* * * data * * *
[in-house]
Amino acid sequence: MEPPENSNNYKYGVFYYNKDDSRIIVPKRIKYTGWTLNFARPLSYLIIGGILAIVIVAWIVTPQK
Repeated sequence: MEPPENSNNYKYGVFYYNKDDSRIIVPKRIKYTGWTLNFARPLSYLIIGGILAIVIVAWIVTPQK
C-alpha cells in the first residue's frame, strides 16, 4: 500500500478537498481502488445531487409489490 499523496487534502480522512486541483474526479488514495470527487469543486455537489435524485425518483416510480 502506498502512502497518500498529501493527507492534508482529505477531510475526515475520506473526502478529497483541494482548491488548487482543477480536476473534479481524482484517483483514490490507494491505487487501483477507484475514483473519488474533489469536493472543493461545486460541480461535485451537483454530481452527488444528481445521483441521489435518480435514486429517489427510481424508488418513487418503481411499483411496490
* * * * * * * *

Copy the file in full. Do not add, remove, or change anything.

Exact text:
[in-house]
Amino acid sequence: MEPPENSNNYKYGVFYYNKDDSRIIVPKRIKYTGWTLNFARPLSYLIIGGILAIVIVAWIVTPQK
Repeated sequence: MEPPENSNNYKYGVFYYNKDDSRIIVPKRIKYTGWTLNFARPLSYLIIGGILAIVIVAWIVTPQK
C-alpha cells in the first residue's frame, strides 16, 4: 500500500478537498481502488445531487409489490 499523496487534502480522512486541483474526479488514495470527487469543486455537489435524485425518483416510480 502506498502512502497518500498529501493527507492534508482529505477531510475526515475520506473526502478529497483541494482548491488548487482543477480536476473534479481524482484517483483514490490507494491505487487501483477507484475514483473519488474533489469536493472543493461545486460541480461535485451537483454530481452527488444528481445521483441521489435518480435514486429517489427510481424508488418513487418503481411499483411496490